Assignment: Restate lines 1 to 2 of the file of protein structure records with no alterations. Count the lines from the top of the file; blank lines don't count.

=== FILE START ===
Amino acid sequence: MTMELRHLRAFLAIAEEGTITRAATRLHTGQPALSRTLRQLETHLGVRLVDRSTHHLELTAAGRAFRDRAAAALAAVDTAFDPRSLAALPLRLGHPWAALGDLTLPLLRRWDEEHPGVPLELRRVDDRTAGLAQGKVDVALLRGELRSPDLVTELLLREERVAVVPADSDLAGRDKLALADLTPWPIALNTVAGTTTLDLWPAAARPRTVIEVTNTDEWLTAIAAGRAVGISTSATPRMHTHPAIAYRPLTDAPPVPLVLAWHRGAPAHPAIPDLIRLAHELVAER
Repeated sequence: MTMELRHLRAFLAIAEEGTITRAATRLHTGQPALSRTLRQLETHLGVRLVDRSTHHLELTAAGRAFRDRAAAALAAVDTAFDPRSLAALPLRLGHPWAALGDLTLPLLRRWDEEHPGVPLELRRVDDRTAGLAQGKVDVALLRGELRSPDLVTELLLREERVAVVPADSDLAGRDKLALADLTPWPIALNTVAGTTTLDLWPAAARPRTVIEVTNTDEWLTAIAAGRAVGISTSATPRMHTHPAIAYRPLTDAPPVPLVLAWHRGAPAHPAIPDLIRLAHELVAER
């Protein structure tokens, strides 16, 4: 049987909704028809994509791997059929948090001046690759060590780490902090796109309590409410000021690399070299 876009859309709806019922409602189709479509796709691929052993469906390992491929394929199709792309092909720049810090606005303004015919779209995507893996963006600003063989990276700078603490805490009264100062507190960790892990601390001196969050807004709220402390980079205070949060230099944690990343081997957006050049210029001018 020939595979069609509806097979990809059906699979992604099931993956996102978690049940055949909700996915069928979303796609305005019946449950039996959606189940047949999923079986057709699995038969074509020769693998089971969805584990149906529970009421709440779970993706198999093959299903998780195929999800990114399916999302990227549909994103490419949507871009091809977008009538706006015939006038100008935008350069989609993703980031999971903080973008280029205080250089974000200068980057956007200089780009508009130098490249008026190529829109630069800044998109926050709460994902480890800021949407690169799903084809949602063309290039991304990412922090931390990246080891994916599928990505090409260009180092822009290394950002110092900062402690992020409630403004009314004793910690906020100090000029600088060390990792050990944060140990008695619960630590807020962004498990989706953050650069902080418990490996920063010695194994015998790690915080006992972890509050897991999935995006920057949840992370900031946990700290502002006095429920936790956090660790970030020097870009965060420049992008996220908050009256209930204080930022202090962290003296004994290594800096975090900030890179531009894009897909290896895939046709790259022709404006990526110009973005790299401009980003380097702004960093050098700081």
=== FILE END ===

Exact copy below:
Amino acid sequence: MTMELRHLRAFLAIAEEGTITRAATRLHTGQPALSRTLRQLETHLGVRLVDRSTHHLELTAAGRAFRDRAAAALAAVDTAFDPRSLAALPLRLGHPWAALGDLTLPLLRRWDEEHPGVPLELRRVDDRTAGLAQGKVDVALLRGELRSPDLVTELLLREERVAVVPADSDLAGRDKLALADLTPWPIALNTVAGTTTLDLWPAAARPRTVIEVTNTDEWLTAIAAGRAVGISTSATPRMHTHPAIAYRPLTDAPPVPLVLAWHRGAPAHPAIPDLIRLAHELVAER
Repeated sequence: MTMELRHLRAFLAIAEEGTITRAATRLHTGQPALSRTLRQLETHLGVRLVDRSTHHLELTAAGRAFRDRAAAALAAVDTAFDPRSLAALPLRLGHPWAALGDLTLPLLRRWDEEHPGVPLELRRVDDRTAGLAQGKVDVALLRGELRSPDLVTELLLREERVAVVPADSDLAGRDKLALADLTPWPIALNTVAGTTTLDLWPAAARPRTVIEVTNTDEWLTAIAAGRAVGISTSATPRMHTHPAIAYRPLTDAPPVPLVLAWHRGAPAHPAIPDLIRLAHELVAER